SKSD scrambles to close $2.1 million shortfall

There were no dreaded pink slips handed out to South Kitsap School District teachers this year, but there wasn’t a lot of good news to hand out, either, as district administrators started to spread the pain of a $2.1 million budget shortfall at the school board meeting Monday night in the wake of the state’s new 2003-2005 budget approved last week.

Assistant Superintendent for Business Services Terri Patton said reductions in state funding total $1.5 million, including $779,771 from the state’s suspension of I-732, the 2000 measure assuring annual cost-of-living allowances to school workers.

The state budget does provide $114,066 for an increase in the salaries of beginning teachers, which translates into a salary boost of up to 3 percent for teachers in their first seven years on the job, affecting about 200 of the SKSD’s more than 600 certificated staffers.

On top of the revenue reductions, Patton said the district is also facing a $503,609 increase in fixed costs, such as hikes in fuel prices, utility rates and liability insurance rates, which she said had increased 15 to 18 percent since the Sept. 11 terrorist attacks.

“It seems to be a runaway train,” Patton said, explaining that the district will also have to make up for the rise in gas prices not accounted for in the last school budget.

Other notable state cuts include $228,000 for the flexible education funds, from which the district currently uses $99,000 to retain safety officers from the Port Orchard Police Department and the Kitsap County Sheriff’s Department for its high school and junior highs.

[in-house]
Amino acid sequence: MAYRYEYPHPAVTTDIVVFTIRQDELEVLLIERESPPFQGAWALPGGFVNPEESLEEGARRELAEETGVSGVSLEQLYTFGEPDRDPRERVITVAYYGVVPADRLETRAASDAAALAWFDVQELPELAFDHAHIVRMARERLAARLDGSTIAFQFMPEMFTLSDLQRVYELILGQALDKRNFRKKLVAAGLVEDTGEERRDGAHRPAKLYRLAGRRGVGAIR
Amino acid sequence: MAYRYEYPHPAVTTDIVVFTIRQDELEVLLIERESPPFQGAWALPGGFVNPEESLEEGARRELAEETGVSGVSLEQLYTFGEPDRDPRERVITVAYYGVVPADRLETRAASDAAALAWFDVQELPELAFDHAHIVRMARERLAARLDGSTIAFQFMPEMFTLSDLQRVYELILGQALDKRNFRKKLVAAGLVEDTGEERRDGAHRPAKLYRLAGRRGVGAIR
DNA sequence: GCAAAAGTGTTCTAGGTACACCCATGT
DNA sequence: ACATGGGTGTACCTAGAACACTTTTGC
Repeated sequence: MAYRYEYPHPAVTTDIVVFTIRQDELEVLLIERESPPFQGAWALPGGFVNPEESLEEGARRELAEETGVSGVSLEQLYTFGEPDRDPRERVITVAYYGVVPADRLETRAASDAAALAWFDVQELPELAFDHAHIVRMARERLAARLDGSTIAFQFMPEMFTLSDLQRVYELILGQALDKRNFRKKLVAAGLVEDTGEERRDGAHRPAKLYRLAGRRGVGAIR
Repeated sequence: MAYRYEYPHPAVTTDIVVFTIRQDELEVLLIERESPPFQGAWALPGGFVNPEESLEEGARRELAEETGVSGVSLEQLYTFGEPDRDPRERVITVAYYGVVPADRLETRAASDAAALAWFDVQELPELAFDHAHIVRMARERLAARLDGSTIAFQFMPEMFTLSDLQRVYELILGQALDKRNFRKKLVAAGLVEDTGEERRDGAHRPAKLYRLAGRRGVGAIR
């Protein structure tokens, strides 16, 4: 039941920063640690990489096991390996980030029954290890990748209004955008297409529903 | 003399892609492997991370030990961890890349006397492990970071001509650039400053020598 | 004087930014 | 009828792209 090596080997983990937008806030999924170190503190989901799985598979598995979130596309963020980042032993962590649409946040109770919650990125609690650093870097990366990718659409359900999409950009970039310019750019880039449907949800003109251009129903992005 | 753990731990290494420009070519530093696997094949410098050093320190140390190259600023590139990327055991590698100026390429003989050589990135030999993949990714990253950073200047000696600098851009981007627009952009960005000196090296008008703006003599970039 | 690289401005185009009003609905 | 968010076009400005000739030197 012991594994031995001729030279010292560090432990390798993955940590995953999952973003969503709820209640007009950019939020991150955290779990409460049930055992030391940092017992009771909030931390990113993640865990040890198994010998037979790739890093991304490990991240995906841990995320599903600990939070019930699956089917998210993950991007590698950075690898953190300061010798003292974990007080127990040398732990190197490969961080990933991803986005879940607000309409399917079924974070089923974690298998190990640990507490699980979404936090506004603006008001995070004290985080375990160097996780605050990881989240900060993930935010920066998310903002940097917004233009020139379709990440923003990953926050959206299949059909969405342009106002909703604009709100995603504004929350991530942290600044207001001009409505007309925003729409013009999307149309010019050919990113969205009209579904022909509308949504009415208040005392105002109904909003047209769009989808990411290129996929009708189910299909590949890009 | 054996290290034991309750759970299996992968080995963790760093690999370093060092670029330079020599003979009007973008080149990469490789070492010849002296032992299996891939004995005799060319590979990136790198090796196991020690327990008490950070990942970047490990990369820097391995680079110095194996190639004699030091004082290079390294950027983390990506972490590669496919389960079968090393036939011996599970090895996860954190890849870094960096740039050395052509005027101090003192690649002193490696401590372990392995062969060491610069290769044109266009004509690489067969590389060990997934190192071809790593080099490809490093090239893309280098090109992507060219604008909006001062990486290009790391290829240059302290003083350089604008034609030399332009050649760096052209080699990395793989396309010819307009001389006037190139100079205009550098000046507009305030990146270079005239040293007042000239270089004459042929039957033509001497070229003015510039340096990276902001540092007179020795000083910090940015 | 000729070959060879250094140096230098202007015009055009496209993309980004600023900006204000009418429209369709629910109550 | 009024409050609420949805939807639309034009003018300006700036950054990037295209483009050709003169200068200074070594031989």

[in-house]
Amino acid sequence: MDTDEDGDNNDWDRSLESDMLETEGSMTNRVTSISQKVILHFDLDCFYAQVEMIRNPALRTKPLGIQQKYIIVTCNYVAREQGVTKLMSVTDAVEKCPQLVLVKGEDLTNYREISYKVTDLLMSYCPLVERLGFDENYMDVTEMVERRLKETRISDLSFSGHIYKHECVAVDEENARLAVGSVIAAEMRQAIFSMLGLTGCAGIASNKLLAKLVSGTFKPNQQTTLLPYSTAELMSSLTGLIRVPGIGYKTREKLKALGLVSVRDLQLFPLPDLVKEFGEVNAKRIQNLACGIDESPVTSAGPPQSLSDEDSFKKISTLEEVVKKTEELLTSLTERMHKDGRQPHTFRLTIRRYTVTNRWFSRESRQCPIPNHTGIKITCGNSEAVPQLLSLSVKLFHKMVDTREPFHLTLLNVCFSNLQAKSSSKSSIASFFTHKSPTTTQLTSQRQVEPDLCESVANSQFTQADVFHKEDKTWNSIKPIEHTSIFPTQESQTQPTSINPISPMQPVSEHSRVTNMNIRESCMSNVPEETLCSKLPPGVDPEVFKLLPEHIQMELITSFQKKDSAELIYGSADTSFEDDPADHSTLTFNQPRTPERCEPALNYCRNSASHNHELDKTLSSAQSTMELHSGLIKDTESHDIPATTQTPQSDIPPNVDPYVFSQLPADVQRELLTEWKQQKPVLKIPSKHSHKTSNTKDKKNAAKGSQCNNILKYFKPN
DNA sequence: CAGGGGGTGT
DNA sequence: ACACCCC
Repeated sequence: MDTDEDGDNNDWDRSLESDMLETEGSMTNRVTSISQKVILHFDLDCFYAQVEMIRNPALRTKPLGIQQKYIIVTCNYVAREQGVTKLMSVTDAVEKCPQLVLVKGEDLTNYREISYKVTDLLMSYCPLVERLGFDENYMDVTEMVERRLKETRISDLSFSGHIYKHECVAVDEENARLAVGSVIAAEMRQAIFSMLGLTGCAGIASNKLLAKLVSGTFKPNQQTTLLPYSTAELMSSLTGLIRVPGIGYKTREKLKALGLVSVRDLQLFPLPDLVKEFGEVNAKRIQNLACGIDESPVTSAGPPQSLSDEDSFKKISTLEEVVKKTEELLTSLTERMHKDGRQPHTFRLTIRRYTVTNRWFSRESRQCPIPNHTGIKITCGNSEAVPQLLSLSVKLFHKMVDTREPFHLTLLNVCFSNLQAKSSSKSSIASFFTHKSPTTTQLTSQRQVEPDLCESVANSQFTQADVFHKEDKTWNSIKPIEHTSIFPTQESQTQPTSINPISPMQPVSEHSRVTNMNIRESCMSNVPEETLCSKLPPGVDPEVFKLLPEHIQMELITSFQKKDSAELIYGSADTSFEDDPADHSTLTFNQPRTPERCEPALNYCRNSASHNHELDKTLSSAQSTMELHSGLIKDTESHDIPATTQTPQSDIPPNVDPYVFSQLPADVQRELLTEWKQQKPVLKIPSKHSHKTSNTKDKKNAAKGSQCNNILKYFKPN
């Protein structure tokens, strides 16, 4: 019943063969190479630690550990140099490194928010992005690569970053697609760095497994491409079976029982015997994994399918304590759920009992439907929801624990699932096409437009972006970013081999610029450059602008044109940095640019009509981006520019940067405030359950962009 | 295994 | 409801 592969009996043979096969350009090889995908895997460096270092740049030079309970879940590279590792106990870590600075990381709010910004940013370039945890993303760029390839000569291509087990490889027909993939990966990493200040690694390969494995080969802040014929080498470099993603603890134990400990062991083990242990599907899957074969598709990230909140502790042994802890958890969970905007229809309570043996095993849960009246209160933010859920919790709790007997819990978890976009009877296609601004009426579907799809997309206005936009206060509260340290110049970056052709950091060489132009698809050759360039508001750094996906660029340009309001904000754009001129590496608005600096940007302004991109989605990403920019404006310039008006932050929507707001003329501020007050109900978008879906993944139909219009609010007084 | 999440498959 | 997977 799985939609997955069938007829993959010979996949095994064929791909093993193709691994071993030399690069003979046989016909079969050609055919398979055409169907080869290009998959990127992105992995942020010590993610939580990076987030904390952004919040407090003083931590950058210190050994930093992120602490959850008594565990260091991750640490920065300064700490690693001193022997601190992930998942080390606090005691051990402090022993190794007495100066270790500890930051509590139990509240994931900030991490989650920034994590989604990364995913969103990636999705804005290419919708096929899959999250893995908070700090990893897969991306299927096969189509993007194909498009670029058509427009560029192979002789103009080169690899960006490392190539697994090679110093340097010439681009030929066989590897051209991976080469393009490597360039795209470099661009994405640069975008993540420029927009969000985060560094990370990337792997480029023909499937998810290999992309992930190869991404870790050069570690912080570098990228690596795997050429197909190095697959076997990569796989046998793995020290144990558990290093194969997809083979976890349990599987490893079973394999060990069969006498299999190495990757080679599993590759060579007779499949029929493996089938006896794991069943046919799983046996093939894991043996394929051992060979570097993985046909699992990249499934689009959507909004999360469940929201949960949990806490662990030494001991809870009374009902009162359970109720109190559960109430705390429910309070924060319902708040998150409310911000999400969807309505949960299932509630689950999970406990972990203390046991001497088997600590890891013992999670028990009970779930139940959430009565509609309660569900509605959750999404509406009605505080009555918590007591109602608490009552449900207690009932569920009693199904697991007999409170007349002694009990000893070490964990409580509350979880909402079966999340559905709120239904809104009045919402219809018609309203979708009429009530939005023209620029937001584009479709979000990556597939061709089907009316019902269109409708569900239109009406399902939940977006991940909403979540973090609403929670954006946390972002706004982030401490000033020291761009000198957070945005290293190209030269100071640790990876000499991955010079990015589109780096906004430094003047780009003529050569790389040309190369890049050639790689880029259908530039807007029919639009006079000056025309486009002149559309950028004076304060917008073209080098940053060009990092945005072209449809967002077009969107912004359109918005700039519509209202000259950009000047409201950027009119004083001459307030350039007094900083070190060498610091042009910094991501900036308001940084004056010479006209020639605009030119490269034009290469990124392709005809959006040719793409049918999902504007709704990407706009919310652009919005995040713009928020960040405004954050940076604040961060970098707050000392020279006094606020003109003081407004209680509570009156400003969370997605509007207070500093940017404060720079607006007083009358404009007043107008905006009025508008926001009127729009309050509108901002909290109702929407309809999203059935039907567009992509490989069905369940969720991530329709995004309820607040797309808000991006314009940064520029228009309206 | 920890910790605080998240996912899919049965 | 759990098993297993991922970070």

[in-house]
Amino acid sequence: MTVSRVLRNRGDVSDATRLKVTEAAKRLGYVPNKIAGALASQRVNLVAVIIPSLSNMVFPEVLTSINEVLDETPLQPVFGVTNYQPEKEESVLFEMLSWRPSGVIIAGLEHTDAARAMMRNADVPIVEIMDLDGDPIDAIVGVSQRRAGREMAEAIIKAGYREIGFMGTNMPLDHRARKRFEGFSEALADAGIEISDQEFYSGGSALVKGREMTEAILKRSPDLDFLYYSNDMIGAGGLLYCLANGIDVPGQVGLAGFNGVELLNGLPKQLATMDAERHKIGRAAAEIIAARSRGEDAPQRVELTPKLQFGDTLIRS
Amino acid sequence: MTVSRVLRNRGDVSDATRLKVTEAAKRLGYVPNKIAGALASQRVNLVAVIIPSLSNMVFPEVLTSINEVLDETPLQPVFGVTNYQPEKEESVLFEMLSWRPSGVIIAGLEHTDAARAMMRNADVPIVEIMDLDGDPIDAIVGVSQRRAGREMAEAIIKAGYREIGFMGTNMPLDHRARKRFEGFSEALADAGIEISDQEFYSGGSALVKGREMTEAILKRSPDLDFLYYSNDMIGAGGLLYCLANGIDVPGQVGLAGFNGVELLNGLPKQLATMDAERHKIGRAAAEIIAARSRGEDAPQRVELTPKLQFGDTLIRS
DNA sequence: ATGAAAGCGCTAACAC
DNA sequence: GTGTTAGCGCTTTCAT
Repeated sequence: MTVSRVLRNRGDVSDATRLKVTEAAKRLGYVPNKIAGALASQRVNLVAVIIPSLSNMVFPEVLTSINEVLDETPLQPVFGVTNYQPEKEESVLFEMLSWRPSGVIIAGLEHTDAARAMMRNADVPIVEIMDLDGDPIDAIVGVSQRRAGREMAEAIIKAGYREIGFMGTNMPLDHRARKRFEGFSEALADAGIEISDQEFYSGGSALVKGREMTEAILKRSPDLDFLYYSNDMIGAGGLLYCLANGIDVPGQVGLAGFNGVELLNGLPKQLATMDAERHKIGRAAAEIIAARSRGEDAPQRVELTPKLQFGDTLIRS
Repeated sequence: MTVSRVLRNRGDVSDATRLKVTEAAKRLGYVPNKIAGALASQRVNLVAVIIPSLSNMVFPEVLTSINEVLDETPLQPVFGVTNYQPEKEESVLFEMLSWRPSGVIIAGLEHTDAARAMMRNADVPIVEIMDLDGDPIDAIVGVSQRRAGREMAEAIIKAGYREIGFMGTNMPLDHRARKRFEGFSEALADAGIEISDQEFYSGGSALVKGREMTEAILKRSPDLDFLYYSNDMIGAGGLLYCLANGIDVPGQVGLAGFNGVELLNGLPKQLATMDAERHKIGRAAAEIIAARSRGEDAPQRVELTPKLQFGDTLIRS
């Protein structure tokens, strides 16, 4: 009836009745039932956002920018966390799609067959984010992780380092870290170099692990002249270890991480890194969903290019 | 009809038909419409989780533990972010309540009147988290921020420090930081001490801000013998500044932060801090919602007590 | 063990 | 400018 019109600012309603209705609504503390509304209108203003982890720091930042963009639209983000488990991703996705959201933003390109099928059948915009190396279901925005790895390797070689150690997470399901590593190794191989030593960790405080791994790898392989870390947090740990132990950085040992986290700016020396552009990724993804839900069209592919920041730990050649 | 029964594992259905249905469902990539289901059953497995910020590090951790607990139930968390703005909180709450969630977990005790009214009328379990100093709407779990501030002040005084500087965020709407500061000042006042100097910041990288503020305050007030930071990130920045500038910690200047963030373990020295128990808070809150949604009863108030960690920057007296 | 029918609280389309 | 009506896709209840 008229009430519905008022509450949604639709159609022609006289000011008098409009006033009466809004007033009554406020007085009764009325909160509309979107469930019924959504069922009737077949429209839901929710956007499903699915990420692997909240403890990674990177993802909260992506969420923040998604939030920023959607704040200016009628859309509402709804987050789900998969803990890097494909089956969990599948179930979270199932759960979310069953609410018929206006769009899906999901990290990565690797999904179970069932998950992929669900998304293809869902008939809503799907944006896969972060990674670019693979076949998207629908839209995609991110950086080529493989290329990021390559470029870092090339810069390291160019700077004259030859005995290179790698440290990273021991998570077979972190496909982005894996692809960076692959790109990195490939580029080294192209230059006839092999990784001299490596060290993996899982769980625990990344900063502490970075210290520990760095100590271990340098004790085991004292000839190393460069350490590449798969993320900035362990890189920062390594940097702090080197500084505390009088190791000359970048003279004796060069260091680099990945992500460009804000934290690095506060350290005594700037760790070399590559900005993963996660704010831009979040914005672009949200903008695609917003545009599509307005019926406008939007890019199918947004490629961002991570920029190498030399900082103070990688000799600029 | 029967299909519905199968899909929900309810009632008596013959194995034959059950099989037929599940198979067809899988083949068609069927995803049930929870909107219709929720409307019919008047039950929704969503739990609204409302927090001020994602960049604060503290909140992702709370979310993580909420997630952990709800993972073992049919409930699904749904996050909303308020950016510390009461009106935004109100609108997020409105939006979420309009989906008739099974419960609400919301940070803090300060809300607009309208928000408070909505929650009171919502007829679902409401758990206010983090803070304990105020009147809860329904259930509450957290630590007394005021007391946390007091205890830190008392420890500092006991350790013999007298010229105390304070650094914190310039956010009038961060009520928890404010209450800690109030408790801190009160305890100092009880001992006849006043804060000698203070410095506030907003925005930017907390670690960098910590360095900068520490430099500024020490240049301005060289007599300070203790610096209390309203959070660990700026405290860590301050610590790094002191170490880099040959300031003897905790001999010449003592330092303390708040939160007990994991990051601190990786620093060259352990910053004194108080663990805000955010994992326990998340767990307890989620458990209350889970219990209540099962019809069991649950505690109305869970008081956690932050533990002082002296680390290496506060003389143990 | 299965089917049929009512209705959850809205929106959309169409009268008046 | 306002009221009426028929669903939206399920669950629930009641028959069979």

The remainder is used to purchase instructional materials and provide gifted program support.

The final losses the district is expecting include a $103,804 reduction in federal impact aid, and $46,061 less in local levy tax collection as many property owners are expected to not be able to pay their next tax bill.

Patton said district administrators will be working in the next several weeks to fill the gaps, whether through staff reductions, modifying the levy plan or “rob(bing) the piggy bank.”

“This will be a huge change for our school district,” Patton said. “We’ve been working on it for months and we still don’t have the answers.”

The first step in creating a new budget is already complete, as the Budget Advisory Committee presented its recommendations for possible cuts to the school board Monday night.

Once the superintendent presents her budget recommendation July 7, the district plans to present a preliminary budget to the school board Aug. 4, and a final version Aug. 18.

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